Description of provinces.—The continental shelf of the Gulf of Mexico extends from the shore line of parts of the United States and of Mexico outward into the Gulf of Mexico to the abrupt change in bottom slope which is the boundary between this shelf and the continental slope. This change takes place at depths of water in some places as shallow as 400 feet, elsewhere as deep as 700 feet, but a sufficiently good approximation as to the outer edge of the shelf is the 200-meter (656 feet) depth contour which is depicted on the American Geographical Society's Map of the Americas, sheets 1A (1944) and 1-E (1948).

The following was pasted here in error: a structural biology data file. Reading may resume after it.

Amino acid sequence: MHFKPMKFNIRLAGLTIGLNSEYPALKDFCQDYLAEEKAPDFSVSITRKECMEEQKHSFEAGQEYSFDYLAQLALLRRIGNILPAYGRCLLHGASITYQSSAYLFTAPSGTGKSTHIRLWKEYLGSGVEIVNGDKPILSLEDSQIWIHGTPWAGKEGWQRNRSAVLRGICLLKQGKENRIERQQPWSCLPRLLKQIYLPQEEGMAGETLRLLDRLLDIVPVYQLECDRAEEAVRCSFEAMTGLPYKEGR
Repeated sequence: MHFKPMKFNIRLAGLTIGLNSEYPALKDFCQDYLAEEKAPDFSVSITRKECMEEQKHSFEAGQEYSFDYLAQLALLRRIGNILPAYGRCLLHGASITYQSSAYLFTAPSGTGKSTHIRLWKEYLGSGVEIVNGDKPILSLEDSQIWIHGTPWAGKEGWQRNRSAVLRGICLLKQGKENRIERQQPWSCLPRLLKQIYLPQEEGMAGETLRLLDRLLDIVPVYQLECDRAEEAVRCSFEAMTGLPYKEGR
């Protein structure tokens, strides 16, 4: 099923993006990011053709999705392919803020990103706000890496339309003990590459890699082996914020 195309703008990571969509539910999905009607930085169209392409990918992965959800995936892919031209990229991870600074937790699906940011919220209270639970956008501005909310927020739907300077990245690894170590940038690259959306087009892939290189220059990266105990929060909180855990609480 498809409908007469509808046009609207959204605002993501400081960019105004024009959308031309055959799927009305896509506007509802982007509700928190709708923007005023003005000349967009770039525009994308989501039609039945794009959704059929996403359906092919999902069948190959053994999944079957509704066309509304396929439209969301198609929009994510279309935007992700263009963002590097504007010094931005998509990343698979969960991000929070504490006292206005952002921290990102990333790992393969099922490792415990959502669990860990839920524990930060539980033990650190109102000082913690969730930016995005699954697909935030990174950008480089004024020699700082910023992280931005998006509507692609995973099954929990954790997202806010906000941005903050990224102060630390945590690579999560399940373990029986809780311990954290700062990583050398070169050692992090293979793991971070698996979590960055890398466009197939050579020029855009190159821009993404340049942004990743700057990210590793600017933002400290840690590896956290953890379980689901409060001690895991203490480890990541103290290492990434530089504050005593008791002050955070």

The area of the continental shelf thus defined is 235,000 square miles, and to June 1, 1950, 165 wells have been drilled, distributed as follows.
The shelf adjoins the following political subdivisions.
General geology.—Obviously, with so few wells drilled within the continental shelf of the Gulf of Mexico, it is difficult to present any detailed data from drilling within it. There are, however, some extrapolations from the results of drilling on adjacent land areas, with their geophysical surveys, and from a very limited amount of available geophysical mapping within the continental shelf area which are significant. These data are incorporated in the following discussion.
The Gulf of Mexico is constricted on the east by two peninsulas: the Florida Peninsula and the Yucatan Peninsula. Between these two peninsulas, the Gulf is bounded by a roughly circular coast line. On land adjacent to this